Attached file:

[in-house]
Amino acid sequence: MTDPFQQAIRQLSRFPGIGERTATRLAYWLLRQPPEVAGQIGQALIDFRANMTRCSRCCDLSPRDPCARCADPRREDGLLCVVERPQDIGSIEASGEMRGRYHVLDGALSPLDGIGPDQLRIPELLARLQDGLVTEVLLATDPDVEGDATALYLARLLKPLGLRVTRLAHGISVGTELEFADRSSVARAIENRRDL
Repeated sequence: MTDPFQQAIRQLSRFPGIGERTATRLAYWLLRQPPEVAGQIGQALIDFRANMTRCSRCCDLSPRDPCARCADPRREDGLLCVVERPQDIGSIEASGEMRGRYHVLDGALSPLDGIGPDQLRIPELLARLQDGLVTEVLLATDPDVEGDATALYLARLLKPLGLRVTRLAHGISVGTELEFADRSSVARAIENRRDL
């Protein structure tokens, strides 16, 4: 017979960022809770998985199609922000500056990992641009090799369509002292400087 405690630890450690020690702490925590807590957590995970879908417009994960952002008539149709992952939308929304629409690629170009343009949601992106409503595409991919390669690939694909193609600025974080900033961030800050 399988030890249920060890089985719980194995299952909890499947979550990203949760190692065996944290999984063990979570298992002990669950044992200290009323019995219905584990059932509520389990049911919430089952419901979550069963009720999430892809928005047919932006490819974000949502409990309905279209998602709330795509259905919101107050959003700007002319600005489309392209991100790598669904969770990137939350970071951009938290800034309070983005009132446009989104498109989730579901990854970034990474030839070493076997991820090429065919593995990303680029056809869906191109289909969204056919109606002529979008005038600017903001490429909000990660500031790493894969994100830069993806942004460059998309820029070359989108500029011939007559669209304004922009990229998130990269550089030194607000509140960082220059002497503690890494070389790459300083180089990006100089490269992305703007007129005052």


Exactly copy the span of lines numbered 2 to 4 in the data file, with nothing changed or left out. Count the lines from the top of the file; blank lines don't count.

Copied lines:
Amino acid sequence: MTDPFQQAIRQLSRFPGIGERTATRLAYWLLRQPPEVAGQIGQALIDFRANMTRCSRCCDLSPRDPCARCADPRREDGLLCVVERPQDIGSIEASGEMRGRYHVLDGALSPLDGIGPDQLRIPELLARLQDGLVTEVLLATDPDVEGDATALYLARLLKPLGLRVTRLAHGISVGTELEFADRSSVARAIENRRDL
Repeated sequence: MTDPFQQAIRQLSRFPGIGERTATRLAYWLLRQPPEVAGQIGQALIDFRANMTRCSRCCDLSPRDPCARCADPRREDGLLCVVERPQDIGSIEASGEMRGRYHVLDGALSPLDGIGPDQLRIPELLARLQDGLVTEVLLATDPDVEGDATALYLARLLKPLGLRVTRLAHGISVGTELEFADRSSVARAIENRRDL
């Protein structure tokens, strides 16, 4: 017979960022809770998985199609922000500056990992641009090799369509002292400087 405690630890450690020690702490925590807590957590995970879908417009994960952002008539149709992952939308929304629409690629170009343009949601992106409503595409991919390669690939694909193609600025974080900033961030800050 399988030890249920060890089985719980194995299952909890499947979550990203949760190692065996944290999984063990979570298992002990669950044992200290009323019995219905584990059932509520389990049911919430089952419901979550069963009720999430892809928005047919932006490819974000949502409990309905279209998602709330795509259905919101107050959003700007002319600005489309392209991100790598669904969770990137939350970071951009938290800034309070983005009132446009989104498109989730579901990854970034990474030839070493076997991820090429065919593995990303680029056809869906191109289909969204056919109606002529979008005038600017903001490429909000990660500031790493894969994100830069993806942004460059998309820029070359989108500029011939007559669209304004922009990229998130990269550089030194607000509140960082220059002497503690890494070389790459300083180089990006100089490269992305703007007129005052």